IWJ Book Recommendations

Ian Pajer-Rogers |

Whether you still have holiday shopping left or you're looking for some good reads for the new year, here are some books about worker justice and faith that you might enjoy: 

Collision Course

by Joe McCartin

Collision Course, written by Joseph McCartin (Oxford University Press, 2011), tells the story of a labor union that tangles with the President of the United States. The air traffic controllers who confronted President Reagan seeded not only their own demise, but put in jeopardy the whole labor movement. Brilliantly told, this story is pivotal to understanding the current situation of working people, the shrinking middle class, and union organizing in America’s 21 Century.

There Shall Be No Needy

by Rabbi Jill Jacobs

There Shall Be No Needy makes a powerful argument for participation in the American public square from a deeply Jewish perspective, while deepening our understanding of the relationship between Judaism and such current social issues. Confront the most pressing issues of twenty-first-century America in this fascinating book, which brings together classical Jewish sources, contemporary policy debate and real-life stories.

No god but God: The Origins, Evolution, and Future of Islam

by Reza Aslan

Though it is the fastest growing religion in the world, Islam remains shrouded by ignorance and fear. What is the essence of this ancient faith? Is it a religion of peace or war? How does Allah differ from the God of Jews and Christians? Can an Islamic state be founded on democratic values such as pluralism and human rights? A writer and scholar of comparative religions, Reza Aslan has earned international acclaim for the passion and clarity he has brought to these questions. In No god but God, challenging the “clash of civilizations” mentality that has distorted our view of Islam, Aslan explains this critical faith in all its complexity, beauty, and compassion.

Blue Collar Jesus

by Darren Cushman Wood

Blue Collar Jesus: How Christianity Supports Workers Rights offers the most thorough analysis to date of workers rights from a religious perspective. The book reveals biblical and ethical principles for justice in the work place, and explores the vast and diverse tradition of labor activism among the major Christian factions. From the Roman Catholic Church to the Southern Baptists Convention, Cushman analyzes the history and beliefs that support labor unions. With rich historical and theological insights, Cushman argues persuasively that labor unions are legitimate instruments of God’s will for creating a just society. Never before published interviews and archival information makes Blue Collar Jesus a fascinating study of the relationship between labor and religion.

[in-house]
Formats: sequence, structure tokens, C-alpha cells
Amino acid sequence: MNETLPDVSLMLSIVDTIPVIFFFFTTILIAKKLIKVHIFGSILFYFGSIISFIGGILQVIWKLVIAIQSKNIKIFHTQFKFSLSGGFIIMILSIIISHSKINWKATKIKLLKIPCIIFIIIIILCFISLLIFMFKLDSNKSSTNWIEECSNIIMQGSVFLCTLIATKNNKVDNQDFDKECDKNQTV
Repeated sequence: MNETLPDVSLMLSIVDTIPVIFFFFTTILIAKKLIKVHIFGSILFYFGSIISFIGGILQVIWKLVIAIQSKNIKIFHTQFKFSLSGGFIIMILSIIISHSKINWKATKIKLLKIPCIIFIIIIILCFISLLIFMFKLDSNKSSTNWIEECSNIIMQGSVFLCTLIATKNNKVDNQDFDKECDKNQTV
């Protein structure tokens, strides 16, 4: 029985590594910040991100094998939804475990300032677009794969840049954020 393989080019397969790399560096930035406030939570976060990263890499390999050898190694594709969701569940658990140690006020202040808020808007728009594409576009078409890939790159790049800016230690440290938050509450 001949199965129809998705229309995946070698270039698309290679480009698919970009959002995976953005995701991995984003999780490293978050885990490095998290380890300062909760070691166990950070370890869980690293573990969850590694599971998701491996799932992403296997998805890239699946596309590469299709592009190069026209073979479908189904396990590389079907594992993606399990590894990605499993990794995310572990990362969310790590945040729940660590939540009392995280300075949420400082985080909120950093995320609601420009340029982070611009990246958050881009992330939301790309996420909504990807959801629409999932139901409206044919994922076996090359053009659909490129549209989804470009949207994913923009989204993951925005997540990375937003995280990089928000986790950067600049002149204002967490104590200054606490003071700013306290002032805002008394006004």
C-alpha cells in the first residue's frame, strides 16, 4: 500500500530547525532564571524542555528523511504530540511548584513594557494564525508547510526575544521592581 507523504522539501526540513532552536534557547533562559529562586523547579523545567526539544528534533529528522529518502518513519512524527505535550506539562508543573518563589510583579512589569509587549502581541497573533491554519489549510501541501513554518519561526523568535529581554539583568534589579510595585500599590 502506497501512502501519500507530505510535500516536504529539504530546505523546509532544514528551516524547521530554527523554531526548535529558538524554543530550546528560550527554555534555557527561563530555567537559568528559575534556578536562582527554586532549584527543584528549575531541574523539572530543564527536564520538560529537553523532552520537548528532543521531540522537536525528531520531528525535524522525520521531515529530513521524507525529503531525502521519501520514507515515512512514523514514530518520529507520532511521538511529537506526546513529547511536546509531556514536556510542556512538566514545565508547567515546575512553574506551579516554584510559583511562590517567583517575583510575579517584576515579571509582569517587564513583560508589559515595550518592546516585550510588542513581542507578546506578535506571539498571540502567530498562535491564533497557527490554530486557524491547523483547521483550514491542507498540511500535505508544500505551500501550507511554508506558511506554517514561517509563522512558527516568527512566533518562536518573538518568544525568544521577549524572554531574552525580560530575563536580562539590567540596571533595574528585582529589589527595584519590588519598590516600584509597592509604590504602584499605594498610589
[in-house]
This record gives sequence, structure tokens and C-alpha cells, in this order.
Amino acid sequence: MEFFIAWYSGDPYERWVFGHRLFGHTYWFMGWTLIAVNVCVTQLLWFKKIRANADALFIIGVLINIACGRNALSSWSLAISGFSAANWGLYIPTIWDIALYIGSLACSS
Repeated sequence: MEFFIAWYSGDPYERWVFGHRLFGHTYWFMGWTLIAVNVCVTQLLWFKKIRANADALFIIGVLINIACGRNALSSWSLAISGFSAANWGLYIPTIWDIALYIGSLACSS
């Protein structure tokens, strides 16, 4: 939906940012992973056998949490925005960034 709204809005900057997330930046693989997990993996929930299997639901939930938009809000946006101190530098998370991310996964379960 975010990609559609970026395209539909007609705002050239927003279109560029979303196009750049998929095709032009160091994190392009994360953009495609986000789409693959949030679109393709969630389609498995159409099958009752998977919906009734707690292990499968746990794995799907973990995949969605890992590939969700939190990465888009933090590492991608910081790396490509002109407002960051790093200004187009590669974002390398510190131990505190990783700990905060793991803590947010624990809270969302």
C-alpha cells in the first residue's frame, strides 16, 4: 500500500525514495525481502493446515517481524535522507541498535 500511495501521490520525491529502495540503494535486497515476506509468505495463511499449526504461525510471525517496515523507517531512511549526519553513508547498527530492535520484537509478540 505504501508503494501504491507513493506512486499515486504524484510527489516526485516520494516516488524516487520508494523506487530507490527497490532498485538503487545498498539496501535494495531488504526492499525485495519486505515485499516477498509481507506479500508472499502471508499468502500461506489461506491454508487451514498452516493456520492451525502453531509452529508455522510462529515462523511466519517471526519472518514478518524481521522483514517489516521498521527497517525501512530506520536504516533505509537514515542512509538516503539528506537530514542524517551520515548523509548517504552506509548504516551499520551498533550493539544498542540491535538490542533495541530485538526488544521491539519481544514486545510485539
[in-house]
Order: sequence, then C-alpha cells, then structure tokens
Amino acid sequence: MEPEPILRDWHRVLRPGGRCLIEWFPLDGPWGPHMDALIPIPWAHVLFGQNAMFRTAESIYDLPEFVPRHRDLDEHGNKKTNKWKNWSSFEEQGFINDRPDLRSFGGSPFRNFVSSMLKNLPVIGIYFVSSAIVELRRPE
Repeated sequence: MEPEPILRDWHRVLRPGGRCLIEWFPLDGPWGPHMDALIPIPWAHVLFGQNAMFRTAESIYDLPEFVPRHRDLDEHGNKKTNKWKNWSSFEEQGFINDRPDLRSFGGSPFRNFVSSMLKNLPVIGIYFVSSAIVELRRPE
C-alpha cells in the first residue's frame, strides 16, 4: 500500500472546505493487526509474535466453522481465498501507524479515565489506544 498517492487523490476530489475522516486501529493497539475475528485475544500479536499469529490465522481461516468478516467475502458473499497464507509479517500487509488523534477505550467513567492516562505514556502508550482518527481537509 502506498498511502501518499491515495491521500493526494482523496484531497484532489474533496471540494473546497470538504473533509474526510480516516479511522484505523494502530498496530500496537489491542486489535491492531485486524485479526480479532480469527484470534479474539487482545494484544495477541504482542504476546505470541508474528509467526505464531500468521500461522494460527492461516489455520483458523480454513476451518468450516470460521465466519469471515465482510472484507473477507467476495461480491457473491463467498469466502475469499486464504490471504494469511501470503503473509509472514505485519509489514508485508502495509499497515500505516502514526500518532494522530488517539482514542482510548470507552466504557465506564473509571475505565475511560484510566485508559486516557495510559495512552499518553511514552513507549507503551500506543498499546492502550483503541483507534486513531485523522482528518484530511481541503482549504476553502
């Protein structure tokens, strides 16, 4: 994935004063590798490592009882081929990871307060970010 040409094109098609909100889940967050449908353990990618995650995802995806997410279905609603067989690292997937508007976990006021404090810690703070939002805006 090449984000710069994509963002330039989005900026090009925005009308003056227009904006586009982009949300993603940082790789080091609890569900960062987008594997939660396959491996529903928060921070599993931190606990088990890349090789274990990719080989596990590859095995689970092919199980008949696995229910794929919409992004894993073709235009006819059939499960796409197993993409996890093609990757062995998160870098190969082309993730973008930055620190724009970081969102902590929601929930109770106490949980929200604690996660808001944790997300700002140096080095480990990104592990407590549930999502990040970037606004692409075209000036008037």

The Francis Effect

by John Gehring

The Francis Effect explores how a church once known as a towering force for social justice became known for a narrow agenda most closely aligned with one political party, and then looks at the opportunities for change in the “age of Francis.” Pope Francis has become an unlikely global star whose image has graced the covers of Rolling StoneThe New YorkerTime, and even the nation’s oldest magazine for gays and lesbians. The first Latin American pope, the first Jesuit, and the first to take the name of a beloved saint of the poor, Francis is shaking up a church that has been mired in scandal and demoralized by devastating headlines.

Wage Theft in America: Why Millions of Working Americans Are Not Getting Paid And What We Can Do About It

by Kim Bobo

In what has been described as “the crime wave no one talks about,” billions of dollars worth of wages are stolen from millions of workers in the United States every year—a grand theft that exceeds every other larceny category. Even the Economic Policy Foundation, a business-funded think tank, has estimated that companies annually steal an incredible $19 billion in unpaid overtime. The scope of these abuses is staggering, but activists, unions, and policymakers—along with everyday Americans in congregations and towns across the country—have begun to take notice.